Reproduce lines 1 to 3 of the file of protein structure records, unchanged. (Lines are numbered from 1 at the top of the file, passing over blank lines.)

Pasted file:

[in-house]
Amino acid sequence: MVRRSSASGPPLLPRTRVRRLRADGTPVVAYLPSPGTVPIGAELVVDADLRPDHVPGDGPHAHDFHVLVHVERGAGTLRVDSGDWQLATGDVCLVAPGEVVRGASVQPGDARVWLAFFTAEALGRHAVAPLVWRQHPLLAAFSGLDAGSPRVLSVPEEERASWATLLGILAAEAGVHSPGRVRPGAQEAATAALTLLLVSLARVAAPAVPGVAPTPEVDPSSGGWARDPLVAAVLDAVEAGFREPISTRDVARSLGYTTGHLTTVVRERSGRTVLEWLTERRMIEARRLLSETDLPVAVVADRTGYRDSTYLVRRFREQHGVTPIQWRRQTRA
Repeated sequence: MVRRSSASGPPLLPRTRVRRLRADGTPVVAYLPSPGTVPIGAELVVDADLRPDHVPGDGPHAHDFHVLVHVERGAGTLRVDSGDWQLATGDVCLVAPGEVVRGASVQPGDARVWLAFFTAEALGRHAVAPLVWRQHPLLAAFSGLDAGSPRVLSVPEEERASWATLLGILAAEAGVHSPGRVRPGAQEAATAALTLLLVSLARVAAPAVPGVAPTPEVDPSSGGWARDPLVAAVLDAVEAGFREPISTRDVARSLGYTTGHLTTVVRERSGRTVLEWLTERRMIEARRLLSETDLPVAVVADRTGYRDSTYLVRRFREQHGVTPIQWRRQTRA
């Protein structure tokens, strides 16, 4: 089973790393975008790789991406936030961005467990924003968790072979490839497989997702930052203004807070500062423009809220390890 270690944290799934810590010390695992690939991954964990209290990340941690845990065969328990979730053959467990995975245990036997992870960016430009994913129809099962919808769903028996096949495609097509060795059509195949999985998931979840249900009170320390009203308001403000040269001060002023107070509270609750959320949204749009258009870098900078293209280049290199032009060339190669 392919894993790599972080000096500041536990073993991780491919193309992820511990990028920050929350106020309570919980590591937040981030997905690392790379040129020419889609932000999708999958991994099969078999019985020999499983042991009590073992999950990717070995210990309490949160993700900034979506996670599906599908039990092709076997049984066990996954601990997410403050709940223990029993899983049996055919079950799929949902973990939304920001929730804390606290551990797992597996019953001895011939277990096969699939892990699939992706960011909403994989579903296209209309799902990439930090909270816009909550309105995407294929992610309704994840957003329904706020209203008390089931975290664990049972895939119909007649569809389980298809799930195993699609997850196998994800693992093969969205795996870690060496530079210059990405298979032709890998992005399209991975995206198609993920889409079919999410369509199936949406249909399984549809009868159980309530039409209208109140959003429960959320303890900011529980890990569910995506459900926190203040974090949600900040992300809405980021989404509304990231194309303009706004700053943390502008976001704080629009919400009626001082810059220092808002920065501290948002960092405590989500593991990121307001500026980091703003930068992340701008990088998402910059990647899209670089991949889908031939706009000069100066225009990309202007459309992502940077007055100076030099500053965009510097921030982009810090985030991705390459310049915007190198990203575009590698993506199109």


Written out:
[in-house]
Amino acid sequence: MVRRSSASGPPLLPRTRVRRLRADGTPVVAYLPSPGTVPIGAELVVDADLRPDHVPGDGPHAHDFHVLVHVERGAGTLRVDSGDWQLATGDVCLVAPGEVVRGASVQPGDARVWLAFFTAEALGRHAVAPLVWRQHPLLAAFSGLDAGSPRVLSVPEEERASWATLLGILAAEAGVHSPGRVRPGAQEAATAALTLLLVSLARVAAPAVPGVAPTPEVDPSSGGWARDPLVAAVLDAVEAGFREPISTRDVARSLGYTTGHLTTVVRERSGRTVLEWLTERRMIEARRLLSETDLPVAVVADRTGYRDSTYLVRRFREQHGVTPIQWRRQTRA
Repeated sequence: MVRRSSASGPPLLPRTRVRRLRADGTPVVAYLPSPGTVPIGAELVVDADLRPDHVPGDGPHAHDFHVLVHVERGAGTLRVDSGDWQLATGDVCLVAPGEVVRGASVQPGDARVWLAFFTAEALGRHAVAPLVWRQHPLLAAFSGLDAGSPRVLSVPEEERASWATLLGILAAEAGVHSPGRVRPGAQEAATAALTLLLVSLARVAAPAVPGVAPTPEVDPSSGGWARDPLVAAVLDAVEAGFREPISTRDVARSLGYTTGHLTTVVRERSGRTVLEWLTERRMIEARRLLSETDLPVAVVADRTGYRDSTYLVRRFREQHGVTPIQWRRQTRA